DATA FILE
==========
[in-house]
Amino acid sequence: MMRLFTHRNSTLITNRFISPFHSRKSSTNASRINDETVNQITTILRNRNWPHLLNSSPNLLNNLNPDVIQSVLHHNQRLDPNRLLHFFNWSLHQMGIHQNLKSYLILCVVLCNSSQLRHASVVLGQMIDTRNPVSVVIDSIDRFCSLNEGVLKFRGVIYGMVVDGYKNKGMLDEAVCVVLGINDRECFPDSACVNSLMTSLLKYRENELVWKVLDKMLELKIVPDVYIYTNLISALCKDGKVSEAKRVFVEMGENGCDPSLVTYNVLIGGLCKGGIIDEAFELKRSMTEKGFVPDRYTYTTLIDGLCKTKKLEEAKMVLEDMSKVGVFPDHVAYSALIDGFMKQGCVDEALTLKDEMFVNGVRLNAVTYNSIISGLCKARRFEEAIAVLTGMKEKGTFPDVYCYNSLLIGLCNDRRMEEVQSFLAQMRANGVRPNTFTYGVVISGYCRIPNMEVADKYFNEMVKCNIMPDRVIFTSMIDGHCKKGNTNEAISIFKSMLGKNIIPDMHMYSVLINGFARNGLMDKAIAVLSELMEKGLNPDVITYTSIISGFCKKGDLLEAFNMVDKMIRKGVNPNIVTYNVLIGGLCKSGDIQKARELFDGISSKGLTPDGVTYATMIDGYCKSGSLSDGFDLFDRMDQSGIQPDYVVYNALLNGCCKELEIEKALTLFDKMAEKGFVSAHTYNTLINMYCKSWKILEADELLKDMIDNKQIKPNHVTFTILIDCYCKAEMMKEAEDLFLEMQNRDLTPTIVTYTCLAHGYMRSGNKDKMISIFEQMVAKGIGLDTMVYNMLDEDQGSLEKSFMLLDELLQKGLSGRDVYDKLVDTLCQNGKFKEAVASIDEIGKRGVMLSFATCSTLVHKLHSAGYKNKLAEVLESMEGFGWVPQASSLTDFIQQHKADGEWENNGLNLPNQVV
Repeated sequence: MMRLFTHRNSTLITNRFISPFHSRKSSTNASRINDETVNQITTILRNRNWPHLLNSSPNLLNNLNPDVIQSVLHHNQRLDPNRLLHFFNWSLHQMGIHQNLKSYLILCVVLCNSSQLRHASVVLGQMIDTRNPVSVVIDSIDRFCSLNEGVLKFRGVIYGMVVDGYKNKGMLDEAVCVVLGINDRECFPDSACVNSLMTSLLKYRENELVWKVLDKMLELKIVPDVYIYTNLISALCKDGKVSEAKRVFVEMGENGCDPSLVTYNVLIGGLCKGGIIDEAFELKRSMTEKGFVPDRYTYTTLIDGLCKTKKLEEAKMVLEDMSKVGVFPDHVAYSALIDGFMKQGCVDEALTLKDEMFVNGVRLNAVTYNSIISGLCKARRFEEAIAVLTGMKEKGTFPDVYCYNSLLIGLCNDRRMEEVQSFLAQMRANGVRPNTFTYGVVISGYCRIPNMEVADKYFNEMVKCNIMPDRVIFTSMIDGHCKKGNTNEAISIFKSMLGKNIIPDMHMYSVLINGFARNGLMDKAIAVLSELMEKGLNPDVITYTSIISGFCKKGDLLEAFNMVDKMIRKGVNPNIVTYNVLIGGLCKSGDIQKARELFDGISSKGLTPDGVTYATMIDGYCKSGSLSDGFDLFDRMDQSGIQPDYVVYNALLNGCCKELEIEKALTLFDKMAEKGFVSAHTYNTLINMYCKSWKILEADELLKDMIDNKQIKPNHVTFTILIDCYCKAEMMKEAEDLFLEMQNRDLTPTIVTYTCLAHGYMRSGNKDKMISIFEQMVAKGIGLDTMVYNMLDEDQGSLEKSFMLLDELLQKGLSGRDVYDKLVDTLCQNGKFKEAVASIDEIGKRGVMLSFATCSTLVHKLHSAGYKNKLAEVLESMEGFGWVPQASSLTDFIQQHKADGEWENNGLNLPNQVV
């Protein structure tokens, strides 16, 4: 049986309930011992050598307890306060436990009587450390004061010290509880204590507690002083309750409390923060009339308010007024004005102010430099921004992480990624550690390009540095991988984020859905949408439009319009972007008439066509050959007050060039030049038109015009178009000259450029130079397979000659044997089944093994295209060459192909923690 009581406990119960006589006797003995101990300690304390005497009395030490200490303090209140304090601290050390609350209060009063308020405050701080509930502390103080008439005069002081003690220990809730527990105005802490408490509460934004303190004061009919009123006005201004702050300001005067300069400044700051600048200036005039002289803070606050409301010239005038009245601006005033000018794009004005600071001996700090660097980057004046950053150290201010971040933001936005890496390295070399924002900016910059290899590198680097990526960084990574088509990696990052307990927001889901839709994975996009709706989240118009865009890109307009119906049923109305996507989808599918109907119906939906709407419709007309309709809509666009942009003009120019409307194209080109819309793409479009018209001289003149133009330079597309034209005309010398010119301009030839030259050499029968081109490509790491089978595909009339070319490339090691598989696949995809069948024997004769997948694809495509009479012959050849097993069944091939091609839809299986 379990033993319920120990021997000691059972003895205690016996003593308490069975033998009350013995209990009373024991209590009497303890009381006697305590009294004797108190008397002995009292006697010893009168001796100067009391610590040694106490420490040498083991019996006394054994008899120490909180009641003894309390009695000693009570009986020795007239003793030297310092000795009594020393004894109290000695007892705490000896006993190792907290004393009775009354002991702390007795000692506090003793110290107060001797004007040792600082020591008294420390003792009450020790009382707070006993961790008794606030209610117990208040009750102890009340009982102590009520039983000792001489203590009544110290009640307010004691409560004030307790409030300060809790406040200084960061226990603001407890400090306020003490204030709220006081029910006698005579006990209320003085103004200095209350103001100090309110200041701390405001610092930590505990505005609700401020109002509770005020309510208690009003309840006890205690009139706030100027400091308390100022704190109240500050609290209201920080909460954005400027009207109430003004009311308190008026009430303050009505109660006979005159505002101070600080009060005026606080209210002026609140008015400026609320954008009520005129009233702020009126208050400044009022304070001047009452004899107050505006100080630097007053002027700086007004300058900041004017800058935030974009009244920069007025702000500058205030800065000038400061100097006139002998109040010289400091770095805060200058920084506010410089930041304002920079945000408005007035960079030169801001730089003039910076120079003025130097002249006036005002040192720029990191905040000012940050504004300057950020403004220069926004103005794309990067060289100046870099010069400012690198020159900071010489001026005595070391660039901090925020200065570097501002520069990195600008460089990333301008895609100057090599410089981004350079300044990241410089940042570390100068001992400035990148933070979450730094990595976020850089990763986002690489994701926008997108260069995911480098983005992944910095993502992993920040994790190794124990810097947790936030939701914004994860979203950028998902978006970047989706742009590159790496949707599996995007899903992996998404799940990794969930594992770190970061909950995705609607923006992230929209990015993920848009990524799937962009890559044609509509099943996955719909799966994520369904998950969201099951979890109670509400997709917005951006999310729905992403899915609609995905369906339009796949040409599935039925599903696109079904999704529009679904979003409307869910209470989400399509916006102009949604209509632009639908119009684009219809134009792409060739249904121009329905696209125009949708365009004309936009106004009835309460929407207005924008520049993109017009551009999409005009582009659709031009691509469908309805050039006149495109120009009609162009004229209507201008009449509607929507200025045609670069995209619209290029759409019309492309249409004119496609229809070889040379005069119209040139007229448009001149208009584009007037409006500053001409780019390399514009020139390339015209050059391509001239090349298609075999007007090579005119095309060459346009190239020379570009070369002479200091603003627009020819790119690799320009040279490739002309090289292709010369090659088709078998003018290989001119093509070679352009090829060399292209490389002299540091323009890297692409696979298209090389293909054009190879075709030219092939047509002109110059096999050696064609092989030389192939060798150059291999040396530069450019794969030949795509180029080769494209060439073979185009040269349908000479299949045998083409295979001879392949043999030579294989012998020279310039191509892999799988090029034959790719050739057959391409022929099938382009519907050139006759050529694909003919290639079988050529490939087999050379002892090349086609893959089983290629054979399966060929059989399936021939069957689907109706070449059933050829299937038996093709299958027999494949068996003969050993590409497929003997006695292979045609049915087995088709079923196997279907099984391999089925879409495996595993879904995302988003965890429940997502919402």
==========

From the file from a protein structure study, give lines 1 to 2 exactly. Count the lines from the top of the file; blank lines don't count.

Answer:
[in-house]
Amino acid sequence: MMRLFTHRNSTLITNRFISPFHSRKSSTNASRINDETVNQITTILRNRNWPHLLNSSPNLLNNLNPDVIQSVLHHNQRLDPNRLLHFFNWSLHQMGIHQNLKSYLILCVVLCNSSQLRHASVVLGQMIDTRNPVSVVIDSIDRFCSLNEGVLKFRGVIYGMVVDGYKNKGMLDEAVCVVLGINDRECFPDSACVNSLMTSLLKYRENELVWKVLDKMLELKIVPDVYIYTNLISALCKDGKVSEAKRVFVEMGENGCDPSLVTYNVLIGGLCKGGIIDEAFELKRSMTEKGFVPDRYTYTTLIDGLCKTKKLEEAKMVLEDMSKVGVFPDHVAYSALIDGFMKQGCVDEALTLKDEMFVNGVRLNAVTYNSIISGLCKARRFEEAIAVLTGMKEKGTFPDVYCYNSLLIGLCNDRRMEEVQSFLAQMRANGVRPNTFTYGVVISGYCRIPNMEVADKYFNEMVKCNIMPDRVIFTSMIDGHCKKGNTNEAISIFKSMLGKNIIPDMHMYSVLINGFARNGLMDKAIAVLSELMEKGLNPDVITYTSIISGFCKKGDLLEAFNMVDKMIRKGVNPNIVTYNVLIGGLCKSGDIQKARELFDGISSKGLTPDGVTYATMIDGYCKSGSLSDGFDLFDRMDQSGIQPDYVVYNALLNGCCKELEIEKALTLFDKMAEKGFVSAHTYNTLINMYCKSWKILEADELLKDMIDNKQIKPNHVTFTILIDCYCKAEMMKEAEDLFLEMQNRDLTPTIVTYTCLAHGYMRSGNKDKMISIFEQMVAKGIGLDTMVYNMLDEDQGSLEKSFMLLDELLQKGLSGRDVYDKLVDTLCQNGKFKEAVASIDEIGKRGVMLSFATCSTLVHKLHSAGYKNKLAEVLESMEGFGWVPQASSLTDFIQQHKADGEWENNGLNLPNQVV